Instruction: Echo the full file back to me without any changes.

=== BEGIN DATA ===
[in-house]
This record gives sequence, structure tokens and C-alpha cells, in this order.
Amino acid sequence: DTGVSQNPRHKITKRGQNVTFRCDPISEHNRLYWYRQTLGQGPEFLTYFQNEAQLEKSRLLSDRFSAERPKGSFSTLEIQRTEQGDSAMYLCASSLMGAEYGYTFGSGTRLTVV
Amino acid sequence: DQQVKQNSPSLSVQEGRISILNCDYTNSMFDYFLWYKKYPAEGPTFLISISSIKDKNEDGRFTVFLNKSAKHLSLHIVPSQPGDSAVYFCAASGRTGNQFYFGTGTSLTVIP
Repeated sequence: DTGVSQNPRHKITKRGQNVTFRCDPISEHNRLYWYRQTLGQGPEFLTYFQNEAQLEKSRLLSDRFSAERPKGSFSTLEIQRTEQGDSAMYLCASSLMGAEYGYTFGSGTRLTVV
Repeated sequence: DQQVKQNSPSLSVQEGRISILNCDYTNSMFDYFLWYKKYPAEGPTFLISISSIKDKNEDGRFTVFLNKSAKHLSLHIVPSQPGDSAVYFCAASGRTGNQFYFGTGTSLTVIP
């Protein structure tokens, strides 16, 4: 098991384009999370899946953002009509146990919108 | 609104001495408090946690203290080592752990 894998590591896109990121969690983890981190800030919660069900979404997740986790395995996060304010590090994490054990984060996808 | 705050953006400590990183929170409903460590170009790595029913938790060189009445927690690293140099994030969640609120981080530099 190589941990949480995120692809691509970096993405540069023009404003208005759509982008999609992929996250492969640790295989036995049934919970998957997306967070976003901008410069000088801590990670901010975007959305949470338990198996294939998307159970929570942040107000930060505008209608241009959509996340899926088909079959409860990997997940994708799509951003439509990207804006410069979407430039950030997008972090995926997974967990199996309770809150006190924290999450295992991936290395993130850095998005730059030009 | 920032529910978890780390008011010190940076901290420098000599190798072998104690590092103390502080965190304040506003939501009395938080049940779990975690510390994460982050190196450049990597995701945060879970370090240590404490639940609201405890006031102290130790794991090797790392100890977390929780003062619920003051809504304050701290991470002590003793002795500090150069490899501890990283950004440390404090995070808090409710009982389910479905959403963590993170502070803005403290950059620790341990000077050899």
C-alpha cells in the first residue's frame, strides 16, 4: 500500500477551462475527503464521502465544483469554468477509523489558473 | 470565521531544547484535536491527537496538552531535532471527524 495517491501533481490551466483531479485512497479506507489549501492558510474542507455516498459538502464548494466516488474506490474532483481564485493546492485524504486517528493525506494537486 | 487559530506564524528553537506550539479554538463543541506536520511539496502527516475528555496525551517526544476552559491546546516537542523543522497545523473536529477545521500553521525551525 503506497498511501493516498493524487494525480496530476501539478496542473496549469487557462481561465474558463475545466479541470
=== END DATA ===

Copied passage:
[in-house]
This record gives sequence, structure tokens and C-alpha cells, in this order.
Amino acid sequence: DTGVSQNPRHKITKRGQNVTFRCDPISEHNRLYWYRQTLGQGPEFLTYFQNEAQLEKSRLLSDRFSAERPKGSFSTLEIQRTEQGDSAMYLCASSLMGAEYGYTFGSGTRLTVV
Amino acid sequence: DQQVKQNSPSLSVQEGRISILNCDYTNSMFDYFLWYKKYPAEGPTFLISISSIKDKNEDGRFTVFLNKSAKHLSLHIVPSQPGDSAVYFCAASGRTGNQFYFGTGTSLTVIP
Repeated sequence: DTGVSQNPRHKITKRGQNVTFRCDPISEHNRLYWYRQTLGQGPEFLTYFQNEAQLEKSRLLSDRFSAERPKGSFSTLEIQRTEQGDSAMYLCASSLMGAEYGYTFGSGTRLTVV
Repeated sequence: DQQVKQNSPSLSVQEGRISILNCDYTNSMFDYFLWYKKYPAEGPTFLISISSIKDKNEDGRFTVFLNKSAKHLSLHIVPSQPGDSAVYFCAASGRTGNQFYFGTGTSLTVIP
């Protein structure tokens, strides 16, 4: 098991384009999370899946953002009509146990919108 | 609104001495408090946690203290080592752990 894998590591896109990121969690983890981190800030919660069900979404997740986790395995996060304010590090994490054990984060996808 | 705050953006400590990183929170409903460590170009790595029913938790060189009445927690690293140099994030969640609120981080530099 190589941990949480995120692809691509970096993405540069023009404003208005759509982008999609992929996250492969640790295989036995049934919970998957997306967070976003901008410069000088801590990670901010975007959305949470338990198996294939998307159970929570942040107000930060505008209608241009959509996340899926088909079959409860990997997940994708799509951003439509990207804006410069979407430039950030997008972090995926997974967990199996309770809150006190924290999450295992991936290395993130850095998005730059030009 | 920032529910978890780390008011010190940076901290420098000599190798072998104690590092103390502080965190304040506003939501009395938080049940779990975690510390994460982050190196450049990597995701945060879970370090240590404490639940609201405890006031102290130790794991090797790392100890977390929780003062619920003051809504304050701290991470002590003793002795500090150069490899501890990283950004440390404090995070808090409710009982389910479905959403963590993170502070803005403290950059620790341990000077050899």
C-alpha cells in the first residue's frame, strides 16, 4: 500500500477551462475527503464521502465544483469554468477509523489558473 | 470565521531544547484535536491527537496538552531535532471527524 495517491501533481490551466483531479485512497479506507489549501492558510474542507455516498459538502464548494466516488474506490474532483481564485493546492485524504486517528493525506494537486 | 487559530506564524528553537506550539479554538463543541506536520511539496502527516475528555496525551517526544476552559491546546516537542523543522497545523473536529477545521500553521525551525 503506497498511501493516498493524487494525480496530476501539478496542473496549469487557462481561465474558463475545466479541470